When I read the summary of this book on NetGalley, I thought it'd be a bit of a fluff dystopian. And though I wasn't 100% wrong about that, but it hel...moreWhen I read the summary of this book on NetGalley, I thought it'd be a bit of a fluff dystopian. And though I wasn't 100% wrong about that, but it held more depth than I'd originally thought.
When I was reading this book I was constantly thinking about how much life would change by this time yet would still be the same. Like the fact that Peyton's mom's name was Ashley... I found it weird. To think there will be adult women named Ashley, Brittany, Jessica.... Etc.
The way Peyton ran into Chase as soon as the doors opened 4 years into the apocalypse was too convenient. I'd rather her go on her journey & run into him at WalMart or something. It'd be more realistic. (as realistic a book like this could be)
Chase's (Chris) obsession with Peyton wasn't /too/ creepy, but calling her his goddess was ridiculous. And I wondered what she'd say about it if she'd actually heard him say this.
I felt like the way they fell back in love could've been paced more. But at the same time, they're in a freaking apocalypse over run with zombies. There's not really any time to be picky & play hard to get.
Zombies. I am not a fan of them either. But, I actually enjoyed this book. Probably because there was more TALK of zombies than actual zombies.
The ending was a bit predictable, actually... The whole book was, but I was hoping for a little more oomph. Though I didn't hate this book, I'm not sure I'd read the sequel if there is one. She does have other books that I may give a chance sometime. Vampires, I like.(less)
When we first meet Aria, she's in her pod with the other's living a quite perfect life. But with one bad choice her world falls apart. She's quickly t...moreWhen we first meet Aria, she's in her pod with the other's living a quite perfect life. But with one bad choice her world falls apart. She's quickly thrown out of the pod & left to fend for herself in the outside. When she crosses paths with Perry she is forced to help him but in turn he ends up helping her in more ways than just finding her mother.
This was the first Dystopian book that I actually really enjoyed. It is just not my genre. But the relationship that develops between Perry & Aria was steady, fast, slow, frustrating & beautiful all at once. And the world that Rossi created was magical. Though it was difficult at times to imagine these aether storms, I could still understand that what they were seeing definitely wasn't [our] normal!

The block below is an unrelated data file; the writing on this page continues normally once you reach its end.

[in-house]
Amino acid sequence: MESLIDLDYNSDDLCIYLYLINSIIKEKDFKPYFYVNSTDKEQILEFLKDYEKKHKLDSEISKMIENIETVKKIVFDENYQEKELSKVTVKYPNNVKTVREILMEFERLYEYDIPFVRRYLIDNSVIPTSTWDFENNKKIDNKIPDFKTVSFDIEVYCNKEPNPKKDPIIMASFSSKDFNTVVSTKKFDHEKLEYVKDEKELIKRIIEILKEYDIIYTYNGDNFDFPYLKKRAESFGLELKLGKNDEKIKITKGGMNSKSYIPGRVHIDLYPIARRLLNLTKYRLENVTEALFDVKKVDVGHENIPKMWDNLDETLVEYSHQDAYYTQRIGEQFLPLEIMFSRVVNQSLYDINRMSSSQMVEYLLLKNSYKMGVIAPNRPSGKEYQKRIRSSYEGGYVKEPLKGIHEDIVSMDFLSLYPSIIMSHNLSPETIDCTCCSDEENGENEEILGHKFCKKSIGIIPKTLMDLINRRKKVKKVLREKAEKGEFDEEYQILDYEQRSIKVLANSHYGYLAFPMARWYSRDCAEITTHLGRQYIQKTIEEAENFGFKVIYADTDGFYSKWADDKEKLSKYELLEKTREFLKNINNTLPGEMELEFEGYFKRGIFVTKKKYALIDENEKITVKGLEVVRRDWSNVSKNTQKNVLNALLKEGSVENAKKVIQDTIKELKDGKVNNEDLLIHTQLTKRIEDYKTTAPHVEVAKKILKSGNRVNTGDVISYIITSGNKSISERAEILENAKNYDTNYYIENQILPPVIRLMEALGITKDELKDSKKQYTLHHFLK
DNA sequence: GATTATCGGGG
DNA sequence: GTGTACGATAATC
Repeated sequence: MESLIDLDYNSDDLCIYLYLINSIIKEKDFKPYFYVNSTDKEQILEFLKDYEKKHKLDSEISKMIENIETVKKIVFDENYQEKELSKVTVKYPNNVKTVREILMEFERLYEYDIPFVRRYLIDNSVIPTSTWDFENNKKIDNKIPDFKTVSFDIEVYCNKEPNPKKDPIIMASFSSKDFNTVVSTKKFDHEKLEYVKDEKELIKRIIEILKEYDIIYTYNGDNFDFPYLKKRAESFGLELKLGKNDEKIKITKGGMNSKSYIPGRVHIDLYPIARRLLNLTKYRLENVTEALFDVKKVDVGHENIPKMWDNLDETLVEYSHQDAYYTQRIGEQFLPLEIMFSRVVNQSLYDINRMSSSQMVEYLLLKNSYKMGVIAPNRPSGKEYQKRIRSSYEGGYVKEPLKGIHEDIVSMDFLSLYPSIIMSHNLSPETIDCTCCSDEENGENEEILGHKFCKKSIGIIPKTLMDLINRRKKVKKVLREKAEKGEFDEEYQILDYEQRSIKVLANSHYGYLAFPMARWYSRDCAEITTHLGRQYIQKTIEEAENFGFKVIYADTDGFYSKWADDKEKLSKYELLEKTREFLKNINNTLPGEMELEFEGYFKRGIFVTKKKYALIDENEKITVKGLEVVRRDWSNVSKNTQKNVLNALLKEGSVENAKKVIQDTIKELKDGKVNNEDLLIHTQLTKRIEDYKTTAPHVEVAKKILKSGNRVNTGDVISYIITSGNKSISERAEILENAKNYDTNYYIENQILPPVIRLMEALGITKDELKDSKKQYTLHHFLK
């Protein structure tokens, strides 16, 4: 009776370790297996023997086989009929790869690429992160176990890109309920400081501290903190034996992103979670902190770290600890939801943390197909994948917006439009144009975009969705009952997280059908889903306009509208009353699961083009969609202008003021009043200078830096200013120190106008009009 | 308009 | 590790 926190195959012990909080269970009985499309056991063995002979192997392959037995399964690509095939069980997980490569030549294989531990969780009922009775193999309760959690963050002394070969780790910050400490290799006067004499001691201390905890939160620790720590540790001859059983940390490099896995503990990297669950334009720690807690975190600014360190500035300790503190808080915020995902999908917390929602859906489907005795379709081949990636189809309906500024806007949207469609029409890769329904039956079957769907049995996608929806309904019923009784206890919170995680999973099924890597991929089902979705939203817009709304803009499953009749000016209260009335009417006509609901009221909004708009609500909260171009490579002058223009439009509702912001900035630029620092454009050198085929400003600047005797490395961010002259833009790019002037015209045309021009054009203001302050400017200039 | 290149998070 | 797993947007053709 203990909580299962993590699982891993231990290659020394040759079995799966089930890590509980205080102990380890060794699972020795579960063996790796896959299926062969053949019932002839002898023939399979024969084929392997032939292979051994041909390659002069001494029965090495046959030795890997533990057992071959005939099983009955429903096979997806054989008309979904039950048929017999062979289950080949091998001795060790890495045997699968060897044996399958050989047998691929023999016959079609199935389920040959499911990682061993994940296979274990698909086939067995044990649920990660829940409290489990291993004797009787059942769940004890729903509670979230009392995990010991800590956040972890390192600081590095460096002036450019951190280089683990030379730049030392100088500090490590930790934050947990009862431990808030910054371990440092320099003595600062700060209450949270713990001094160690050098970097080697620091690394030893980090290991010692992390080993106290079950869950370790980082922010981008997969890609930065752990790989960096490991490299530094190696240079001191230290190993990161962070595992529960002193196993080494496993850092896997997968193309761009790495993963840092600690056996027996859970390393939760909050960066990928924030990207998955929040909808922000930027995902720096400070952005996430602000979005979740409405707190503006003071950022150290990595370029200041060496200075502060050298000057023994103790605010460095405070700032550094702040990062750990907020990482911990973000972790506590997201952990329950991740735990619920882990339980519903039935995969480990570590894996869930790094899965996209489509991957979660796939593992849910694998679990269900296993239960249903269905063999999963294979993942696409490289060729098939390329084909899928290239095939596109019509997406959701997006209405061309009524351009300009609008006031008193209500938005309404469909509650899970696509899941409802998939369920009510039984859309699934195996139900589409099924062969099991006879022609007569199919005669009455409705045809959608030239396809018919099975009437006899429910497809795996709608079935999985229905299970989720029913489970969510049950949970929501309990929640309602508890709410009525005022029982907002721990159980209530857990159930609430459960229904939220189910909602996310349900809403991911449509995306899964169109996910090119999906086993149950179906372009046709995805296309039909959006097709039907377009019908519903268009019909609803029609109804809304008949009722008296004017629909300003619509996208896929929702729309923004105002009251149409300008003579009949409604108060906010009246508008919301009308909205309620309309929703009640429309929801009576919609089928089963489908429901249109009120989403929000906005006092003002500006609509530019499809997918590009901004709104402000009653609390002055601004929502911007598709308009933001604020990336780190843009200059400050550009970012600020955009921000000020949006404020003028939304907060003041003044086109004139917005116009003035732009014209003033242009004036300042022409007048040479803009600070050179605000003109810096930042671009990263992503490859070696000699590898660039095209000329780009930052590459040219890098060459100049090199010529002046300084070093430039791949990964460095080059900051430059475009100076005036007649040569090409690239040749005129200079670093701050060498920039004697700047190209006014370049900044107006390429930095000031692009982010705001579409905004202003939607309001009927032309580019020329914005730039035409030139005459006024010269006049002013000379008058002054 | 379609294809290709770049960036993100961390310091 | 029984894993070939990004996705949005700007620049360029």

The enhanced abilities that the people on the outside had definitely kept the book interesting. Perry had heightened smell, and that could just be frustrating for anyone else who may be self-conscious.
The way Perry cared about his nephew--seemed like more than the boy's own father-- resonated hard with me. He was in a fight with life to try to get him back after he was kidnapped. And Aria was basically his compass to find him. Which meant they were together constantly.
I believe with the added characters on their journey, I was more interested. Yet I sometime wished they weren't there. That the story was solely Aria & Peregrine. As bad as it may sound, I would've left Cinder behind. Though he proved beneficial later in the story, I felt his existence in the book was pointless.
When they've neared the end of their journey, and Aria has learned a devastating secret about herself, the relationship they've developed is tested. And they prove that they can fight through anything.
I wish the ending had a bit... More. Though it was fine with me. I'll be reading the next book, for sure.(less)
I know you've read gushing review after gushing review of this book. And you may be tired of them. No worries. No gushing review here. Before I write...moreI know you've read gushing review after gushing review of this book. And you may be tired of them. No worries. No gushing review here. Before I write this, I'll say that dystopian/post-apocalyptic genre is just not my cup of tea. They have so much premise and possibility and you have to have a very imaginative mind to read them, and I love that... but I just can't always get into them. And that's why I've made March my Dystopian challenge month, just to hopefully find one that I do love.
I didn't hate this book. I actually really really liked it, but for the most part I was just feeling "eh" towards it. From the beginning this book was fast paced and just kept going, that's obviously what the author was going for and it had purpose. Penryn (that name...) and Raffe needed to gogogo to stay out of harms way and cover ground as she looks for her sister and tries to find a way to get his wings "sewn" back on. The encounters they come acorss on their way to the Aerie were, for the most part, boring for me. I didn't get attached to the characters and I didn't much care for what happened to them at this part. But then they finally get to the Aerie that's where the book picked up for me, and I found myself perking up, ready for more. But unfortunately, it was also the shortest part of the book. That's the beauty and sucky part of climaxes in stories. I loved that, because this book is a self-pub, that Susan Ee was able to write and have no filter (read: editor) telling her she can't write that. And that all comes in with the climax. I was disturbed, heart-broken and angry with a lot of what happened there and because of that, I would give this book 5 stars, but I couldn't forget the beginning. With the way the book ended, it made me want more, so I'll definitely be reading the next book in the series. Though I'm not necessarily dying to read it. I did add it to my "to-reads" shelf on Goodreads anyways.
So, in the end, I applaud Susan Ee for having such a successful, self-published book. And if you don't have a Kindle, it's now available in paperback! :)(less)